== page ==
Boston Red Sox

Fantasy Baseball Rankings, Part 3: Second Basemen

Every fantasy baseball roster needs at least one second baseman, and the lucky owners who draft or trade for a productive one have a security blanket that in many cases will ensure one reaches the playoffs.

But how does one find second base perfection? The top three will go extremely early in your draft due to a scarcity of desirable options at the position, and several second basemen come with injury concerns.

One recommendation when selecting your second baseman (besides steering clear of any 2B who’ll play next to Edgar Renteria in 2009): try to get some steals out of your second baseman. There might not be a player at the position who hits over 30 homers in 2009, but several should steal at least 15 bases. Since steals are a fairly rare commodity, and great second basemen are few and far between, it makes more sense to go for speed here than pick up one of the several .300-hitting second basemen who neither hit for power or steal many bases (Orlando Hudson, I’m looking at you). On to the BASG rankings:

Previous Positional Rankings: C1B

1. Dustin Pedroia, Red Sox (2008: .326 AVG, 118 R, 17 HR, 83 RBI, 20 SB)
I didn’t just put Pedroia here because he was a great interview when I talked to him a month ago, because fantasy teams aren’t based on personality and character. Fantasy’s about sheer numbers, which is why you should always think twice before drafting someone from your favorite team. I know for a fact that Pedroia is nowhere near his listed height of 5’9″, but as he said, “It doesn’t matter if I’m 5’5″ or 6’5″, if I’m hitting .330 with 20 bombs, who gives a shit?” Pedroia may not reach 20 bombs, but he should steal 20 bases, he’ll score a ton of runs and best of all, he has stated he wants to play 162 games in 2009. With the other main threats to the 2B throne all coming off injuries, the reigning AL MVP is your safest bet.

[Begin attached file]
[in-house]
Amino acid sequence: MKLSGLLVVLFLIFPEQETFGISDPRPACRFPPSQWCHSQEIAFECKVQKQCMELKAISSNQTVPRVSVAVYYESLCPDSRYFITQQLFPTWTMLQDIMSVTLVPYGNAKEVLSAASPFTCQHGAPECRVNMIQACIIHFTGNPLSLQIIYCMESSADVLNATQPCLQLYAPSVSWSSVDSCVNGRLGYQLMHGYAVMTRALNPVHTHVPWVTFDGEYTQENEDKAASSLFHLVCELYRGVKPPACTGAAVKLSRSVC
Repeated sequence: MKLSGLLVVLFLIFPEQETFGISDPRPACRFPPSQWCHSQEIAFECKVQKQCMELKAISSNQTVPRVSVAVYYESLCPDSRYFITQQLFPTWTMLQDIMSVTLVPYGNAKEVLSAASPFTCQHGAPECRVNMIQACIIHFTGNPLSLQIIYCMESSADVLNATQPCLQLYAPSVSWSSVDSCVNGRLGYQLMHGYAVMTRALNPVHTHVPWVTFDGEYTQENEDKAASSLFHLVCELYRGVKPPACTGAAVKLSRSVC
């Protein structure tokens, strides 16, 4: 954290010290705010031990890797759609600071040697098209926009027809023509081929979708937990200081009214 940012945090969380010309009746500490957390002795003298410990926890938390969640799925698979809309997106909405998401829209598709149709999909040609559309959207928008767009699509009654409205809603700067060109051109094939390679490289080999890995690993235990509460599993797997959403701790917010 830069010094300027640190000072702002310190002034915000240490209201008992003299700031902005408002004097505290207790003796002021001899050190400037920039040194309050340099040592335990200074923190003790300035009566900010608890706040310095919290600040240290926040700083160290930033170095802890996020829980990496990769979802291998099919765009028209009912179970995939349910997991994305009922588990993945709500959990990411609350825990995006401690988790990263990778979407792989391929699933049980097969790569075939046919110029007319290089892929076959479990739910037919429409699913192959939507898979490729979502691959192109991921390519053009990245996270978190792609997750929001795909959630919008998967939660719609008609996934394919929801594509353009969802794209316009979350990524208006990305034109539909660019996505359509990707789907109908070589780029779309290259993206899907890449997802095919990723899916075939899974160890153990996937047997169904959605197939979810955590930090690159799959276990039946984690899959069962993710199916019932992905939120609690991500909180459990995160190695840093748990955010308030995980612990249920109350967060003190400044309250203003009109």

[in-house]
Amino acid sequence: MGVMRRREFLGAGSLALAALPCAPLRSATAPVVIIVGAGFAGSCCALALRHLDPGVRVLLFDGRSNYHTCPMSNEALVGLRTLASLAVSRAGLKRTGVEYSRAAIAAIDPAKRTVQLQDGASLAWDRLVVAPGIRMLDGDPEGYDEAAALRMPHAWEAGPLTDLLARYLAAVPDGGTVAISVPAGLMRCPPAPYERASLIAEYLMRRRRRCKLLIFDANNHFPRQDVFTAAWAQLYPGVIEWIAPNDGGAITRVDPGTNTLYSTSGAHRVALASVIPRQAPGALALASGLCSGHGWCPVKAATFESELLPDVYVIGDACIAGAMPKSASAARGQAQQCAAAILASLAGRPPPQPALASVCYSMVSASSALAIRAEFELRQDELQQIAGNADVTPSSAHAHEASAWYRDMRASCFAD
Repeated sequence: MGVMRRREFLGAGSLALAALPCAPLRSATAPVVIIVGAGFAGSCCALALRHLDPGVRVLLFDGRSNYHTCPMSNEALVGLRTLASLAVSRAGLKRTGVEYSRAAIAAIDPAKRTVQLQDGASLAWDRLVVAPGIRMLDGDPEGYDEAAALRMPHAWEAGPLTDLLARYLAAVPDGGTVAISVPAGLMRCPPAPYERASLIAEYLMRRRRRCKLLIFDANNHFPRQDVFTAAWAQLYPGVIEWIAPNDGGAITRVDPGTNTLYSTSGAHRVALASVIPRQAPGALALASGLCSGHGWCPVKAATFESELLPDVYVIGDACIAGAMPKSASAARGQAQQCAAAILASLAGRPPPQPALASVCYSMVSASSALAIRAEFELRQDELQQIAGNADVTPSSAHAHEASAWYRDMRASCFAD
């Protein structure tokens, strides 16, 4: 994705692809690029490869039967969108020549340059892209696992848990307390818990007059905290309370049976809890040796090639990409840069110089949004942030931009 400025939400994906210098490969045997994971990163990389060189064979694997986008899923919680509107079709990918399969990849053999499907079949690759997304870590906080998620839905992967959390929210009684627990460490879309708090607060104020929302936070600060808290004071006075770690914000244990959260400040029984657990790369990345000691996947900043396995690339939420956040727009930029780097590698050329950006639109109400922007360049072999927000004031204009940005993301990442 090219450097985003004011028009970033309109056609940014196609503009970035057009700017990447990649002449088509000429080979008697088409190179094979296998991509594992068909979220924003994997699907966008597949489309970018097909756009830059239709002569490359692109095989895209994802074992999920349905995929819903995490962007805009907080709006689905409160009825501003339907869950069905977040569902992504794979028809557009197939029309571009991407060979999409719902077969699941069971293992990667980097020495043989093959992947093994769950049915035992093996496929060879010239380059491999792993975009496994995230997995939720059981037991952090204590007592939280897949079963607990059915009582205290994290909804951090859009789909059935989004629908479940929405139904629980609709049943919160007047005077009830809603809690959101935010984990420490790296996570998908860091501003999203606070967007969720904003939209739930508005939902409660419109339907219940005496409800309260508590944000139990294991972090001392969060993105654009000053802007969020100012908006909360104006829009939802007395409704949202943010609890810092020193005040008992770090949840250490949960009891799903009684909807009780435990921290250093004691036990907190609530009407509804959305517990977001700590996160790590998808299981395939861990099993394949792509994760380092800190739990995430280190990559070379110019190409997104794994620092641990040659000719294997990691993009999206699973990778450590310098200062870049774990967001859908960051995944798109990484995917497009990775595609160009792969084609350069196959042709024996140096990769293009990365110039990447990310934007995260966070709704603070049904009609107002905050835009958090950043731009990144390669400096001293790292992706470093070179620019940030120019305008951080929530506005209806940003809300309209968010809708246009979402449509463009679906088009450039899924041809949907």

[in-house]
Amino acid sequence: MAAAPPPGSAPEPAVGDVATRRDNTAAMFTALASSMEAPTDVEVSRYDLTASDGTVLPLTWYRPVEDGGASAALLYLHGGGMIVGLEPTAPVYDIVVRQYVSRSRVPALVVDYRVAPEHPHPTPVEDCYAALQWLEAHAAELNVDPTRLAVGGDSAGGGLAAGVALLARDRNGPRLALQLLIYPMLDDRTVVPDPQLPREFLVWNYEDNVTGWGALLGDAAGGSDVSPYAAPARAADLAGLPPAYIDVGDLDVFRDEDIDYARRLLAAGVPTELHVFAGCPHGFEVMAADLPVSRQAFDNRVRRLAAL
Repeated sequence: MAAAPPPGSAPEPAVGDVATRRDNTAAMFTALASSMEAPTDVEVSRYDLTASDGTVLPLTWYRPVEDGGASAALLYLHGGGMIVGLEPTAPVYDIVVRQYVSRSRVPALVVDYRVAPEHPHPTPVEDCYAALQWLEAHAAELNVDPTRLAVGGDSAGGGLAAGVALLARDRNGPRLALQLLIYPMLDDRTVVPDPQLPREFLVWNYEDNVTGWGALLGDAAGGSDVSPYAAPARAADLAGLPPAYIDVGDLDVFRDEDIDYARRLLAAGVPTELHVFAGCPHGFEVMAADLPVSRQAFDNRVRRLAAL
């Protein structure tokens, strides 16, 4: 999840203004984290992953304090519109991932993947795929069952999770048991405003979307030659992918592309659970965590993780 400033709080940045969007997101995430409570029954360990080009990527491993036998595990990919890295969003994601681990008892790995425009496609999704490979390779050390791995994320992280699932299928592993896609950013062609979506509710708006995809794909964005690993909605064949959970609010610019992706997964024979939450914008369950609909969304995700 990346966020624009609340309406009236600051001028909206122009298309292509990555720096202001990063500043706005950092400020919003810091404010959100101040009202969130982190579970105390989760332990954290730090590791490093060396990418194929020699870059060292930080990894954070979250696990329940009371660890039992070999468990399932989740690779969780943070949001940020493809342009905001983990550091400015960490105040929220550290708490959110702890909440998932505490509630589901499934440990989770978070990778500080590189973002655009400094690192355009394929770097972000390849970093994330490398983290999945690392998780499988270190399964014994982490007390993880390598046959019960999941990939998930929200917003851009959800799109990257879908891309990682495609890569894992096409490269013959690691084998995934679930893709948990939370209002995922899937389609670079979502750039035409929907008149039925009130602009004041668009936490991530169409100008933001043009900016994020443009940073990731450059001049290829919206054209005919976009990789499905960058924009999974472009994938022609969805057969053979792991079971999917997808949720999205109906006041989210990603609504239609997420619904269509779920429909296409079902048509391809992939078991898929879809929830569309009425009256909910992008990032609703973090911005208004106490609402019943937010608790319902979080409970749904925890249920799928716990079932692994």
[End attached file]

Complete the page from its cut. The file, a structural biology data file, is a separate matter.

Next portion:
2. Chase Utley, Phillies (2008: .292 AVG, 113 R, 33 HR, 104 RBI, 14 SB)

Hip injuries are always scary (especially if you’re Bo Jackson), but Chutley seems pretty certain that off-season arthroscopic surgery on his hip won’t force him to miss any game time this season. Without the hip injury (which obviously slowed him during the playoffs), Utley would probably be ahead of Pedroia due to the power and RBI’s, but it’s tough to give him a clean bill of health until we see him in April. Also, his days of stealing over 10 bags a year are probably over.